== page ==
At the end of my first semester as a freshman at Elon University, I was overwhelmed with campus opportunities. There were clubs to join, classes to choose and organizations to sift through. I had a lot on my mind.

At first, four years sounds like more than enough time to figure out exactly what you want to do. But as time slips away, important decisions that significantly impact the future feel rushed.

As freshman year turned into sophomore year, I felt myself making decision after decision — quick, impetuous choices. Since I’m terrible at math and science, I ruled out any major that involved taking more than entry-level classes in those subjects.

With hardly any thought at all, I found myself declaring a strategic communications major and creating a path for my entire future — simply because I did not feel I had the time to try anything outside my comfort zone.

Deciding what major to declare feels a lot like deciding your future. That’s a scary thought. In the four short years we have at Elon, we’re pressured to figure out what we want to do for the rest of our lives. As exciting as that is, the future is notall that far away.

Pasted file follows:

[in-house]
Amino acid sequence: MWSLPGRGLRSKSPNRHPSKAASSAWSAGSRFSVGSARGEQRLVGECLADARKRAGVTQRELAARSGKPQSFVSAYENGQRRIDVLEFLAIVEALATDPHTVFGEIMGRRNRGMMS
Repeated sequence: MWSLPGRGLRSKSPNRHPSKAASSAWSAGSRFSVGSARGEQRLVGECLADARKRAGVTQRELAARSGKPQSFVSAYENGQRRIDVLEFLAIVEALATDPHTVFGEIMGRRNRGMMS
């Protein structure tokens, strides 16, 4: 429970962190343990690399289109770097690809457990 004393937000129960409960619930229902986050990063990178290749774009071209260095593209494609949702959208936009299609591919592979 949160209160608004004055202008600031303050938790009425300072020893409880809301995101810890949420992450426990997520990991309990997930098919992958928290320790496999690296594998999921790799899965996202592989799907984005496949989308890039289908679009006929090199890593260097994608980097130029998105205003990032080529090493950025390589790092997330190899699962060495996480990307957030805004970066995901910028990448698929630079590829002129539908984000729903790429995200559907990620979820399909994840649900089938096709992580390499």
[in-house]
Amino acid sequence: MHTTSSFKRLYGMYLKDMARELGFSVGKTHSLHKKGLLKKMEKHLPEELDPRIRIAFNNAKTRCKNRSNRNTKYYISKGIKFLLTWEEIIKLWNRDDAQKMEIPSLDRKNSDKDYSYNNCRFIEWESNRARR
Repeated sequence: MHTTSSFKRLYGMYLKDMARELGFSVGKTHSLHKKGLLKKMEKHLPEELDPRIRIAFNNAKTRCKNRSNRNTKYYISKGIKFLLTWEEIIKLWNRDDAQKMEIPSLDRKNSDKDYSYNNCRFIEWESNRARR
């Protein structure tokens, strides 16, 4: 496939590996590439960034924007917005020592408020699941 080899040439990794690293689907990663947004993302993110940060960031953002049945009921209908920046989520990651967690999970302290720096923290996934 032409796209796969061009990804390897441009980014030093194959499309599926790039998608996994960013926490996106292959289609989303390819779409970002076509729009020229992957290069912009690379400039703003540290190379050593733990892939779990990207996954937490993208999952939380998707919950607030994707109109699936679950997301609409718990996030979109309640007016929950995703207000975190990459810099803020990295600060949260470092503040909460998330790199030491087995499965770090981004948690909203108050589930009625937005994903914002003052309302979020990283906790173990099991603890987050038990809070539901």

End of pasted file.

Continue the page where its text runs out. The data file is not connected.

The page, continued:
Freshman Liz Moran said she doesn’t want to have to choose a major yet because she has so many varying passions and interests.

“I would love to be a marketer for a big business or company, but I would also love to do something in public health,” Moran said. “I feel like I just got here, but it’s already almost my sophomore year. I’ll have to make up my mind sometime soon.”

For some students, choosing a major and life track is simple. People who have always known what they want to do with their lives have no difficulty continuing to follow their initial plans.

I haven’t met many of those people. Most students can’t decide what they want to do because the idea of choosing a future is intimidating.

“I declared a marketing major freshman year because I didn’t know what else I would like,” said sophomore Sarah Mullery. “Just recently, I switched to psychology. Who knows what I will actually end up doing?”

During their first two years of college, students are expected to choose a major and take classes that correlate with that major. But choosing a permanent life path is a big deal. Once you get on a certain track, it is difficult to stop and change directions.

Although the future is exciting, it’s also scary. Making decisions that significantly affect the future is stressful and overwhelming, but finding a career in the field that makes you happy is worth the stress.


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